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DRIVER SHORTAGES: Nearly 70% of regular taxi and PHV users struggle to book a cab says Autocab study

Updated: Mar 6, 2022



A major taxi and private hire driver shortage continues to impact the UK as a new study shows almost 70% of regular cab users have struggled or completely failed in their attempt to book a taxi since December 2021.


The research, commissioned by taxi technology company Autocab, reveals that almost three quarters (72%) of respondents missed or were late for an important event due to the lack of availability – this includes more than one quarter (26%) who were trying to attend a medical appointment.


In some areas of the UK, the taxi and private hire industry is currently experiencing a chronic shortage of drivers after thousands left the profession when job numbers plummeted during the pandemic.

Across the board, Private Hire and Taxi operators who are signed up to Autocab’s iGo Network, which provides trips to drivers across the UK, have seen driver numbers drop by as much as 25% – despite passenger job numbers having returned to pre-Covid levels.

As a result, passengers are now waiting 61% longer for a car to arrive and nearly nine in ten of those surveyed (89%) said they have needed to try several firms to secure rides.

Alarmingly, 72% of respondents said they had to walk home alone from an evening out because they couldn’t get a cab. Close to 60% said they have felt unsafe due to not being able to book a ride, and 43% admitted they are now worried about being stuck out late at night due to fears they won’t be able to book a vehicle home.


Safa Alkateb, CEO of Autocab, said: “The driver shortage is a big problem for everyone in the UK right now. And, as the country opens up again, this lack of taxi availability will only become more noticeable. It will make people’s lives harder and, ultimately, hurt the economy further.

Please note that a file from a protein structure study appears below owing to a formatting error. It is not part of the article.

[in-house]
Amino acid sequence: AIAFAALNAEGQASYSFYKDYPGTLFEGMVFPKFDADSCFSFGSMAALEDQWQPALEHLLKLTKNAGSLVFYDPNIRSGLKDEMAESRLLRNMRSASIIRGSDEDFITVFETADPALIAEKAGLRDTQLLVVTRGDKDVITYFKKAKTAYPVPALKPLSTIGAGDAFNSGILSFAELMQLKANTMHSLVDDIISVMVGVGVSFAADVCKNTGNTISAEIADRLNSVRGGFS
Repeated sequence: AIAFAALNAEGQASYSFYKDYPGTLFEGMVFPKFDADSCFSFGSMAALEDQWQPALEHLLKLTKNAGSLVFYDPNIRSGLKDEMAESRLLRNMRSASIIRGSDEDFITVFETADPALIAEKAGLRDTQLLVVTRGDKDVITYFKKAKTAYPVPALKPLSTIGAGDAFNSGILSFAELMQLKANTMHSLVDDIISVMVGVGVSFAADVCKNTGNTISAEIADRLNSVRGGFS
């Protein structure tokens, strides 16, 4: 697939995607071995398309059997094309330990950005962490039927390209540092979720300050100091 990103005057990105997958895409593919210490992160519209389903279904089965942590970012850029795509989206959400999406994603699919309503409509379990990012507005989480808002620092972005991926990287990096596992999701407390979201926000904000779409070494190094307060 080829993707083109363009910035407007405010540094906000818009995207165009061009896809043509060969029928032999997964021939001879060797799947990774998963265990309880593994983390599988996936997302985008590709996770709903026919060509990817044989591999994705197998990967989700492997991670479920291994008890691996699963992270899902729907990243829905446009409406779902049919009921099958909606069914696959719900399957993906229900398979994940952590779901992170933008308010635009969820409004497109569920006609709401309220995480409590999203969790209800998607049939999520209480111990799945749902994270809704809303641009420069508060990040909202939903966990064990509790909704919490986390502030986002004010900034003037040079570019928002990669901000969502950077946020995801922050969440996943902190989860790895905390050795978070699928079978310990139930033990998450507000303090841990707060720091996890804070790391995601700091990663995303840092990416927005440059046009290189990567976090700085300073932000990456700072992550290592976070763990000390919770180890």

“The reality is that the national fleet we serve is more than 20,000 drivers down right now, and there is no quick fix. We know the operators we work with are doing everything they can to recruit new drivers, but it will take time.


“And while operators are recruiting, they face new barriers to recruitment, as well as retention of their existing fleet – including HMRC tax checks and Clean Air Zone charges for many drivers. These are barriers created by central government and local authorities, and while they serve an important purpose, they remain barriers at a time of crisis.



“So our industry needs support now more than ever from local authorities (the bodies responsible for ensuring people have access to taxi transportation) to resolve this recruitment crisis.”


Amir Khan, Manager at 001 Taxis Oxford, said: “It’s not a great situation that we find ourselves in, but the good news is that the work has returned. And, for anyone considering becoming a taxi driver, there has never been a better time to enter the industry.


“There is no shortage of work and the potential to maximise your earnings from taxi driving has never been greater. We’ve got to get that message out far and wide, if we are going to attract new people into the profession.”

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